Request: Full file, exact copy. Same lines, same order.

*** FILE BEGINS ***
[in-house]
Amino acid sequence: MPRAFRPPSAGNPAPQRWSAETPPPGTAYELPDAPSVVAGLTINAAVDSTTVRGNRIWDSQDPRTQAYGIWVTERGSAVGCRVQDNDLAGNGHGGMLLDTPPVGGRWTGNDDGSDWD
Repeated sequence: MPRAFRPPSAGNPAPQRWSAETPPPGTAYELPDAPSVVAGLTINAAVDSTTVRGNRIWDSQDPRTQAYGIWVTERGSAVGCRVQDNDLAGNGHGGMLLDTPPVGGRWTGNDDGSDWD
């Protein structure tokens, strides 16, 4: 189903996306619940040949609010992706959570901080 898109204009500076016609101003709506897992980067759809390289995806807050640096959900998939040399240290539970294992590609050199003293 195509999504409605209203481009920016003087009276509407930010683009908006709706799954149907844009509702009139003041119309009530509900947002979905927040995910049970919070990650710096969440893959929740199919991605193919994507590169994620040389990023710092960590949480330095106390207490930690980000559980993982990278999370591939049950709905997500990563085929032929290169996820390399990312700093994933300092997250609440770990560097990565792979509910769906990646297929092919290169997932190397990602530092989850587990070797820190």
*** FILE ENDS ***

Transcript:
[in-house]
Amino acid sequence: MPRAFRPPSAGNPAPQRWSAETPPPGTAYELPDAPSVVAGLTINAAVDSTTVRGNRIWDSQDPRTQAYGIWVTERGSAVGCRVQDNDLAGNGHGGMLLDTPPVGGRWTGNDDGSDWD
Repeated sequence: MPRAFRPPSAGNPAPQRWSAETPPPGTAYELPDAPSVVAGLTINAAVDSTTVRGNRIWDSQDPRTQAYGIWVTERGSAVGCRVQDNDLAGNGHGGMLLDTPPVGGRWTGNDDGSDWD
């Protein structure tokens, strides 16, 4: 189903996306619940040949609010992706959570901080 898109204009500076016609101003709506897992980067759809390289995806807050640096959900998939040399240290539970294992590609050199003293 195509999504409605209203481009920016003087009276509407930010683009908006709706799954149907844009509702009139003041119309009530509900947002979905927040995910049970919070990650710096969440893959929740199919991605193919994507590169994620040389990023710092960590949480330095106390207490930690980000559980993982990278999370591939049950709905997500990563085929032929290169996820390399990312700093994933300092997250609440770990560097990565792979509910769906990646297929092919290169997932190397990602530092989850587990070797820190």